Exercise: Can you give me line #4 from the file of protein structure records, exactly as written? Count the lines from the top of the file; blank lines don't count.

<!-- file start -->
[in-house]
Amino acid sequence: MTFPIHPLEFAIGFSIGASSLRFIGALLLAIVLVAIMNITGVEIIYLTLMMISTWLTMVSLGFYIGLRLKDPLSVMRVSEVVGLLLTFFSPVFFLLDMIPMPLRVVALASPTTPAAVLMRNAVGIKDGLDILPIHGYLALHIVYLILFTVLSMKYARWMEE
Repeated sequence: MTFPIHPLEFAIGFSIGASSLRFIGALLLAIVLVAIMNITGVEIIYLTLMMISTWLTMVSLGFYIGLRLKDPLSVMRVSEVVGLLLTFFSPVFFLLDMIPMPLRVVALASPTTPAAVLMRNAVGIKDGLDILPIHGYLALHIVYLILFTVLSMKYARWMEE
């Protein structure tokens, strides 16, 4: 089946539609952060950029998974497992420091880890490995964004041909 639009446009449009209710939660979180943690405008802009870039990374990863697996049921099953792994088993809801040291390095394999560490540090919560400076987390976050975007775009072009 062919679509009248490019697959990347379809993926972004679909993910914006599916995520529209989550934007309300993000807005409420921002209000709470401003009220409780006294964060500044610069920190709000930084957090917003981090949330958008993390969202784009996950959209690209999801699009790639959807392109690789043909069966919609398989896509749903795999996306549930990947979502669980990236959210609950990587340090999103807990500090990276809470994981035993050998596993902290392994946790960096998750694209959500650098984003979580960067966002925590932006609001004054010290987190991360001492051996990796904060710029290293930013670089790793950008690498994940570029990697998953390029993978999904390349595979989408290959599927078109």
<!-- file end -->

């Protein structure tokens, strides 16, 4: 089946539609952060950029998974497992420091880890490995964004041909 639009446009449009209710939660979180943690405008802009870039990374990863697996049921099953792994088993809801040291390095394999560490540090919560400076987390976050975007775009072009 062919679509009248490019697959990347379809993926972004679909993910914006599916995520529209989550934007309300993000807005409420921002209000709470401003009220409780006294964060500044610069920190709000930084957090917003981090949330958008993390969202784009996950959209690209999801699009790639959807392109690789043909069966919609398989896509749903795999996306549930990947979502669980990236959210609950990587340090999103807990500090990276809470994981035993050998596993902290392994946790960096998750694209959500650098984003979580960067966002925590932006609001004054010290987190991360001492051996990796904060710029290293930013670089790793950008690498994940570029990697998953390029993978999904390349595979989408290959599927078109």